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  • Budd Bailey

Book Review: The Blood and Guts

Updated: Sep 27, 2023

Review by Budd Bailey

It’s two of the best words in football: “go long.”

It means that the wide receiver should take off down the field as fast as possible. Maybe, if the conditions are right, the quarterback will try to throw him a pass that results in a big gainer and/or a touchdown.

The phrase also can be used in journalism, although the meaning is obviously different. Many writers don’t get the chance to really air out a story, thanks to time and space limitations.

And if there’s one thing Tyler Dunne can do when it comes to a story – particularly one about football – it’s “go long.” That’s coming from someone who used to edit his work at The Buffalo News for a living. When one of his stories arrived for editing, it usually was going to be something worth reading. No wonder Tyler’s newsletter if called “Go Long!” He wrote the best story that I’ve seen on the Bills’ 13-second meltdown against the Chiefs in the playoffs last season.

Take a writer like that, and naturally some sort of book is in order. Dunne has gotten around to that now, a new publication called “The Blood and Guts.” It’s as good as you’d expect.

Tight ends occupy a unique place in the football universe. In order to be a true success, they really have to master two separate skills. A good tight end needs to have the speed to be an effective receiver when needed. In other words, he has to be faster than an NFL linebacker. On the other hand, they have to be able to block opposing players when needed. So a tight end must be ready to bump up against defensive linemen. A sprint on one play, a collision on the next.

Tight ends aren’t particularly well paid, perhaps sometimes they can be a bit anonymous. Offensive coordinators probably would rather see the ball go to wide receivers, since that’s their specialty, so the tight ends usually don’t put up the big numbers. As for the blocking, well, few people have been rewarded with fame for that skill.

Luckily, the modern tight end only came along about 60 to 65 years ago. Therefore, it’s relatively easy to talk to the best in the business at the position over the years. Most of them are still with us.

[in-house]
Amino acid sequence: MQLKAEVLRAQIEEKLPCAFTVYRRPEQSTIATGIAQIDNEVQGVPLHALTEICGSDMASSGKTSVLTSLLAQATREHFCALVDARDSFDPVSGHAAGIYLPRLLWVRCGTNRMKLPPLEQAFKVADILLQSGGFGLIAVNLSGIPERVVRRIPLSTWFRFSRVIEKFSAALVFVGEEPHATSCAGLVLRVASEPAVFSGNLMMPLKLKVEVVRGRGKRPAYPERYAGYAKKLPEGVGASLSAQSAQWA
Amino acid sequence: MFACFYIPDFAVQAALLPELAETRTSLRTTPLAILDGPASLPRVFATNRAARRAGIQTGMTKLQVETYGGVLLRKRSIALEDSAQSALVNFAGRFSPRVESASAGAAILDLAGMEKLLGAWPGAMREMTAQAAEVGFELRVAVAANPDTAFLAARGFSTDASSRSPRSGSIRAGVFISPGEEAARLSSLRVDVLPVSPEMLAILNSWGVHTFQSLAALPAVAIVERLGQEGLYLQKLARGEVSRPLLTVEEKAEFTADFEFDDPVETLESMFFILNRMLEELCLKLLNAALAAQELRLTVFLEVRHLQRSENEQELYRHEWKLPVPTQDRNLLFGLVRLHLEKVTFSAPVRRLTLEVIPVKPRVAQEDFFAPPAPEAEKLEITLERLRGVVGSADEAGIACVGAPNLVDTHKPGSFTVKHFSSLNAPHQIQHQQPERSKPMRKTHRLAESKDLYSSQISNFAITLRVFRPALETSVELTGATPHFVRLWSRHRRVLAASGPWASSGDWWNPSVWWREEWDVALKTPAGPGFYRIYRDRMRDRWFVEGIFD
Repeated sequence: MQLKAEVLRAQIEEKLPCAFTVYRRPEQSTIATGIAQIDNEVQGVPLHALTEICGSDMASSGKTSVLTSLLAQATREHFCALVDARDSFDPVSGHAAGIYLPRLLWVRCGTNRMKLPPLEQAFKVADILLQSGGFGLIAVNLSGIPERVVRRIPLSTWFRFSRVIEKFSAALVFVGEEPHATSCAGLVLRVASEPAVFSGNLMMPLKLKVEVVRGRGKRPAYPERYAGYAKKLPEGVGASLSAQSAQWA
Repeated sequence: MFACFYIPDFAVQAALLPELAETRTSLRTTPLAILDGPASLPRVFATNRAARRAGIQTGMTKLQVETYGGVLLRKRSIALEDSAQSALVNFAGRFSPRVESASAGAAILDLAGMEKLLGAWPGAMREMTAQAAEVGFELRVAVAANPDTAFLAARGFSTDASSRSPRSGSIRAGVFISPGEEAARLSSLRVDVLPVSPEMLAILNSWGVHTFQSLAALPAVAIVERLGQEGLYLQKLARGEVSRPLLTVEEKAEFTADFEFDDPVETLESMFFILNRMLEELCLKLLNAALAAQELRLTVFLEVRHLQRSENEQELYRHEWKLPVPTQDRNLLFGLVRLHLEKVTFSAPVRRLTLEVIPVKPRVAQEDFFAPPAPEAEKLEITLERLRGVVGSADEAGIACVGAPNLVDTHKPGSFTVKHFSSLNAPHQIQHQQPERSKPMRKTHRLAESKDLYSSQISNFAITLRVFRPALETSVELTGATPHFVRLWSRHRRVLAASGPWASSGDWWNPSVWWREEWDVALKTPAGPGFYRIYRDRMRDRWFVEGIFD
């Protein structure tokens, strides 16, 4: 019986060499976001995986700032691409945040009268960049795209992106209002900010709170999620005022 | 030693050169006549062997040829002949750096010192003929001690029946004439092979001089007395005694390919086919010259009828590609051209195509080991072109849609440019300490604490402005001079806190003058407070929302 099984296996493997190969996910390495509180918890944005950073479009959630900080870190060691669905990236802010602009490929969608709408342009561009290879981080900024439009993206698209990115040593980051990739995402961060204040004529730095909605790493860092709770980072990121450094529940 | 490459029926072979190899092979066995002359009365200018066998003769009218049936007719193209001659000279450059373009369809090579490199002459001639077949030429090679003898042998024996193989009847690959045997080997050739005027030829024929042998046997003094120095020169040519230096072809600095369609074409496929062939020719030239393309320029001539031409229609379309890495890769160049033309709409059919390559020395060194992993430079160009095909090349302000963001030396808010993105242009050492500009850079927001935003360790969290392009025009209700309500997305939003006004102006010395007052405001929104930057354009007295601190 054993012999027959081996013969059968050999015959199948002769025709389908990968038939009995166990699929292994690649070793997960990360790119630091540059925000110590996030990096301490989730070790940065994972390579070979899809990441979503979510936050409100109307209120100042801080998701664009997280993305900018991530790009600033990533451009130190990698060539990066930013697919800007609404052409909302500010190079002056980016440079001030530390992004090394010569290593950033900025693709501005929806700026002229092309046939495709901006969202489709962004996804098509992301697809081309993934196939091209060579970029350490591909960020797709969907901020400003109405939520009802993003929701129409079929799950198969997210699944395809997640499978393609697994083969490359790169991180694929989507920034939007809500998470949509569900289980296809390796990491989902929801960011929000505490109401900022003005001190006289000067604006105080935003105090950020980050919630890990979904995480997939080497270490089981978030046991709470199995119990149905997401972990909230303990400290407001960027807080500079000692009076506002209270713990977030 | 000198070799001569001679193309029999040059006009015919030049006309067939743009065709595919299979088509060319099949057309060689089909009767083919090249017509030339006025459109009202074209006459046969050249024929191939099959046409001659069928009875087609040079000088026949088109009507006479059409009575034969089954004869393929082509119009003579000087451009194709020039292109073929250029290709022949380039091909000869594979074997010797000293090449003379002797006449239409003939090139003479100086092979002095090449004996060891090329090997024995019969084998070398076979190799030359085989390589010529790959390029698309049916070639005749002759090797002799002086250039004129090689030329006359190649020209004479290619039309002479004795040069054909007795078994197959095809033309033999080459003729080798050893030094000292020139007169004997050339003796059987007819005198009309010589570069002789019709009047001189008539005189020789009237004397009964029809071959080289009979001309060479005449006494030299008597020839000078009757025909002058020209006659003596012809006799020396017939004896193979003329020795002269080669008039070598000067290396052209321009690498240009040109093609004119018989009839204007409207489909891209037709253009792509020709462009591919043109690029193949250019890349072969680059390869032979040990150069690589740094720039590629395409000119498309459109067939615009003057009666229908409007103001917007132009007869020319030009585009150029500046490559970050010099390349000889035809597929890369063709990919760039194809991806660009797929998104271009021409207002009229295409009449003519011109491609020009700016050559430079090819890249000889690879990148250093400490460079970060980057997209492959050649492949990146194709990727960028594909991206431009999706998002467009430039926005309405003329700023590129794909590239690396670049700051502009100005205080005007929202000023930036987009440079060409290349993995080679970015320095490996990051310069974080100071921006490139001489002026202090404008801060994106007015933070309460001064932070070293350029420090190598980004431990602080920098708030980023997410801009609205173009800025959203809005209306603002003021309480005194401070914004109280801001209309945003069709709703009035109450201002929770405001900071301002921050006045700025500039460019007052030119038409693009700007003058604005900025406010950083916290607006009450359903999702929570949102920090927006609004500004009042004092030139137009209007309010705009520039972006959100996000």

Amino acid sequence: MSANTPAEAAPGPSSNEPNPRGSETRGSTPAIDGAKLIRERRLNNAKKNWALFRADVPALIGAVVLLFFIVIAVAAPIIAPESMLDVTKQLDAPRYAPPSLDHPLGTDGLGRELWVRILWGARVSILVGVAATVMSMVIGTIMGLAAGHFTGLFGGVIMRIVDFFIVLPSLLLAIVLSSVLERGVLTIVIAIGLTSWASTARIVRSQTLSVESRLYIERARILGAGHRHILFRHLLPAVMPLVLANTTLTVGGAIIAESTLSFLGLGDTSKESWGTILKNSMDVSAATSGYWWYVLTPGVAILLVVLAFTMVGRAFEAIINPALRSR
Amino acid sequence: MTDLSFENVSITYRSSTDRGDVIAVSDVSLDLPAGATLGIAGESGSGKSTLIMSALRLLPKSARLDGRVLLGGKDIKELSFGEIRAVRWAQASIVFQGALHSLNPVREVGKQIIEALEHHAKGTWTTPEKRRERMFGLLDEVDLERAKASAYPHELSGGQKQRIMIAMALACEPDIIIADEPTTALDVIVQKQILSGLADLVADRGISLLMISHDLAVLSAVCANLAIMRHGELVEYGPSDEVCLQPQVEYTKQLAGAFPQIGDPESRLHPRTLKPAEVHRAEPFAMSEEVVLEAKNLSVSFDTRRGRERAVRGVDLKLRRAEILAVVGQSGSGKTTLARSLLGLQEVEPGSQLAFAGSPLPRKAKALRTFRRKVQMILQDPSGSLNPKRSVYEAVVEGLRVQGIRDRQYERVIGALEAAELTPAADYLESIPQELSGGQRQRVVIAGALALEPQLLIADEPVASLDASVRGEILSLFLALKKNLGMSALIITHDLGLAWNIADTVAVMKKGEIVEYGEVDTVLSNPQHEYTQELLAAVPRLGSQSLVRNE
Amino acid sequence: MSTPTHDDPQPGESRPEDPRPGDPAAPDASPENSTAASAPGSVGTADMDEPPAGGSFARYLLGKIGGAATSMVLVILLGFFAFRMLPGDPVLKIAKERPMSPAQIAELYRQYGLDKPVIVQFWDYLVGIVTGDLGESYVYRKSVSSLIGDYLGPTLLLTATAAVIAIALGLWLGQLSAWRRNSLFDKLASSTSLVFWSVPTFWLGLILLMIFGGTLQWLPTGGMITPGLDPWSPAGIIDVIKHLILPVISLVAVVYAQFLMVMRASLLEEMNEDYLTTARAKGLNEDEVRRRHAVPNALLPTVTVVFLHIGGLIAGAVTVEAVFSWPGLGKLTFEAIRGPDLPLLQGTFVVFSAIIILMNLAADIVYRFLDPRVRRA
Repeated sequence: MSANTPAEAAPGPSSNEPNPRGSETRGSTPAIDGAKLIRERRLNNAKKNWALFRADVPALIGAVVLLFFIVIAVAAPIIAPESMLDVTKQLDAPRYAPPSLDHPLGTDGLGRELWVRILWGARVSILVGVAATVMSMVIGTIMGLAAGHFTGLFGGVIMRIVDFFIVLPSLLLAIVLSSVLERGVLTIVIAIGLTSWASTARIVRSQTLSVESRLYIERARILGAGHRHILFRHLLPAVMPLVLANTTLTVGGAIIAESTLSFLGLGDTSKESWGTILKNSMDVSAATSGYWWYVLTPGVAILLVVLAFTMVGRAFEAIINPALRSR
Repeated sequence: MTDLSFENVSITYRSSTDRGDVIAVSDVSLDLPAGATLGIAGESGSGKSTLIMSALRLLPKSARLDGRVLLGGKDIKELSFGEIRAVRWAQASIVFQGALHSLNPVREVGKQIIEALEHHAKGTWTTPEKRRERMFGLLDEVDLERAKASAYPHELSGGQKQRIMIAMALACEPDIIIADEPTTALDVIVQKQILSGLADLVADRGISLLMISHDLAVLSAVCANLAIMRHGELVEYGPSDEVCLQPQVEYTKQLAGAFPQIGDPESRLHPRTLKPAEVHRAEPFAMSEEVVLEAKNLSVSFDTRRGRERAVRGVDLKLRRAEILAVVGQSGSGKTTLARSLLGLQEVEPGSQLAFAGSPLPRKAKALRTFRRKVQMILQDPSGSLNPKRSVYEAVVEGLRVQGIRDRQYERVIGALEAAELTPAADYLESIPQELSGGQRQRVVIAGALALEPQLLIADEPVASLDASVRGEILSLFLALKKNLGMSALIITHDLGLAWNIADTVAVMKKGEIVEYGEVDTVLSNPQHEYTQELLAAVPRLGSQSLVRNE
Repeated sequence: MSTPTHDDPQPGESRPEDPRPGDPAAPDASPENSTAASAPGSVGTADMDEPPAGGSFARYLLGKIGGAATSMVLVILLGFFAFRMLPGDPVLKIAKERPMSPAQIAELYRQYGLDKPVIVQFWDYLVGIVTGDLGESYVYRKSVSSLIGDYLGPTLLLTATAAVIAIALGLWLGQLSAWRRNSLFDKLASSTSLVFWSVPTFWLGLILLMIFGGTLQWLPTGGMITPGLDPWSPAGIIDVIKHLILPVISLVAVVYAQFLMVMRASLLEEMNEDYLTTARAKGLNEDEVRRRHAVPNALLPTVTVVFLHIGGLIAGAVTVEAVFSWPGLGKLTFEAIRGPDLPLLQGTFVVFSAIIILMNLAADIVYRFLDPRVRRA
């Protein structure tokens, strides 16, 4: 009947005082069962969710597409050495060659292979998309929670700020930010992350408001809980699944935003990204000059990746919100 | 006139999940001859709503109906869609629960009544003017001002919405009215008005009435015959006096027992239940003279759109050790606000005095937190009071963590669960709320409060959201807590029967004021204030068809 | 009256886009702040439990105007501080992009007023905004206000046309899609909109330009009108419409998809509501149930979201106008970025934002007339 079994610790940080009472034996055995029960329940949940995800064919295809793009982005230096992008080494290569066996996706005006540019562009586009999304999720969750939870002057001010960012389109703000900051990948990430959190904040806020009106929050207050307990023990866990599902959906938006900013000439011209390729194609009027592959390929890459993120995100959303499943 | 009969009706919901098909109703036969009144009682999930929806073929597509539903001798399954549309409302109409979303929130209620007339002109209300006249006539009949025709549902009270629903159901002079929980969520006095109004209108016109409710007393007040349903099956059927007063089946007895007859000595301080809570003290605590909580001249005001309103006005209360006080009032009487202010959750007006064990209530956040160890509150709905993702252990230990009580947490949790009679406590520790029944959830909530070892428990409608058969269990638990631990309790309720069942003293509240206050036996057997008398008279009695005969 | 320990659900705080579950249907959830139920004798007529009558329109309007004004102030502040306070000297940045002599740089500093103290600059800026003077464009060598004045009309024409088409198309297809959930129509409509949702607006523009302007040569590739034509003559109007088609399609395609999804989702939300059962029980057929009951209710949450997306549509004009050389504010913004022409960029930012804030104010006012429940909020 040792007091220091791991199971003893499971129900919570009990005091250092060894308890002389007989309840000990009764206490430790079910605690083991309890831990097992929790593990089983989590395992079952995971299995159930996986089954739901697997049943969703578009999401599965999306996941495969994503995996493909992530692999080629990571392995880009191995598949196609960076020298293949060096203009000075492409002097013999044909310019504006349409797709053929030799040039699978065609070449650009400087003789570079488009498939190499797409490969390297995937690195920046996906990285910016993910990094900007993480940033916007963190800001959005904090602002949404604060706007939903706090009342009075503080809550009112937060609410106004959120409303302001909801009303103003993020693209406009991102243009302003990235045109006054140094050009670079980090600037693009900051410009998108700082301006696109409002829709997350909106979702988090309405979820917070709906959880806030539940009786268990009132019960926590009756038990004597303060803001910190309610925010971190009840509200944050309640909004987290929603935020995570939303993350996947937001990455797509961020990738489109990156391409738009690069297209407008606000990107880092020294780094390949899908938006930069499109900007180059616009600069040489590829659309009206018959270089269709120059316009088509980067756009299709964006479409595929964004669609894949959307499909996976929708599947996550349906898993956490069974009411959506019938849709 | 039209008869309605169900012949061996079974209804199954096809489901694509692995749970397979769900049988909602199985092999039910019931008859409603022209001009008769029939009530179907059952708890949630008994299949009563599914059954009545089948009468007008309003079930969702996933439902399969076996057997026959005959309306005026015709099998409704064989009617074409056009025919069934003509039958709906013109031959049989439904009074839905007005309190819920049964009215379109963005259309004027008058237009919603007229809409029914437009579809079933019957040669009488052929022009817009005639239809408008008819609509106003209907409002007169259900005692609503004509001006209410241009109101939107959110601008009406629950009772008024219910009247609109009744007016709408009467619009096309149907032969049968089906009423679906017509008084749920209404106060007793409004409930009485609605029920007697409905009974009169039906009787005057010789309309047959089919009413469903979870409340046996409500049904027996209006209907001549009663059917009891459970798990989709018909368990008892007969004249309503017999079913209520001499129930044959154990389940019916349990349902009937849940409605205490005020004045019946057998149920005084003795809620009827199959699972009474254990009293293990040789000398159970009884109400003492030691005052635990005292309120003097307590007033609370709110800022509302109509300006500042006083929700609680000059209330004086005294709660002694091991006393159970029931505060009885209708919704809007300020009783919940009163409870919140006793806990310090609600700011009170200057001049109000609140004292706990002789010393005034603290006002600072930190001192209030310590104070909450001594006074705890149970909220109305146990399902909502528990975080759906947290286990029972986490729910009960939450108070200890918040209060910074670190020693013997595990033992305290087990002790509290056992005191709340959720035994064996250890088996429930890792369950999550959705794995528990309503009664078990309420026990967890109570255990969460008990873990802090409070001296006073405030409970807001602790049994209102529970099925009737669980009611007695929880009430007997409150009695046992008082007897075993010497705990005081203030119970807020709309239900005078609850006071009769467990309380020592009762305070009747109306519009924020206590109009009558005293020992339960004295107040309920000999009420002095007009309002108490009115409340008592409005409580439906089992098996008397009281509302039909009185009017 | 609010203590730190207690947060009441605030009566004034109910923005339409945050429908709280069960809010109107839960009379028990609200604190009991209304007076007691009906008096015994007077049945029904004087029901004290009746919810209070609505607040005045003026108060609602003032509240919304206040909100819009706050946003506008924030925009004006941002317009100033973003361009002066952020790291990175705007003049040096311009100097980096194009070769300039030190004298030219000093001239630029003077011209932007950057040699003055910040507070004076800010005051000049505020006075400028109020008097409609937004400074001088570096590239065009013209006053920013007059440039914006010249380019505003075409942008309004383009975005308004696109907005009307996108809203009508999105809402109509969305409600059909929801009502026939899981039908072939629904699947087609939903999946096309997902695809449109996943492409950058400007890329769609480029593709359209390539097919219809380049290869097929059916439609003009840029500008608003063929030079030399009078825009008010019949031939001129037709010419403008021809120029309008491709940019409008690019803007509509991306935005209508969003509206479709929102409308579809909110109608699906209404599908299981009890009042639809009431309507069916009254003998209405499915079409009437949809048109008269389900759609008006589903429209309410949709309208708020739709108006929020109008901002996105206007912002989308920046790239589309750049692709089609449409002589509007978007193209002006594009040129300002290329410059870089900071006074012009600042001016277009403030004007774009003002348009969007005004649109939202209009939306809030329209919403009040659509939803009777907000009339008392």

The list of subjects starts with Mike Ditka. He’s better known now than he was during his playing days, thanks to coaching, TV work, and commercials. Let me assure you that he was a bull on cleats. It was difficult to figure out how anyone tackled the guy. Tight ends like that Ditka take a lot of punishment, and their shelf life particularly in the good old days wasn’t too long. But Iron Mike was a definite trailblazer.

Dunne also has chapters on John Mackey, Jackie Smith, Ozzie Newsome, Kellen Winslow, Shannon Sharpe, Ben Coates, Mark Bruener, Tony Gonzalez, Jeremy Shockey, Greg Olsen, Dallas Clark, Jimmy Graham, Rob Gronkowski, and George Kittle. That might not be the definite list of great tight ends – Bills fans might be ready to Travis Kelce of Kansas City on there at this point – but it’s a great starting point.

What’s more, almost of all of the guys have interesting background stories to tell. Dunne does his homework here, getting the players to open up as well talking to some of the important people in their lives. He even cleared something up for me along the way. The story making the rounds about Rob Gronkowski’s transfer to a Pittsburgh-area high school usually was associated with a search for better competition. Instead, it turns out that Rob headed to Pennsylvania because his parents had just gotten divorced and he wanted to live with his father. So noted.

If there’s a drawback to the way the subject is approached, it’s probably that the aspects of the game concerning contact and violence feel a bit overdone. I don’t want to discount that element of the game in football’s popularity growth over the years. But Tyler seems to enjoy a good hit more than I do. In the introduction he writes, “No sport captivates America like football because football is the most primitive form of competition in human existence.”  I’d probably argue that boxing and ultimate fighting might have a slight edge there. It’s OK; we can agree to disagree on this one.

The players profiled in the book probably would agree with Dunne in this matter. Some came into football the hard way, and many enjoy the demands of the position. The key is that they all have a story to tell, and Dunne tells it well.

Most football fans who have more than a passing interest in the game should find “The Blood and Guts” worth their time. Let’s hope there are more such attempts to “go long” in Dunne’s future.

(Follow Budd on Twitter @WDX2BB)

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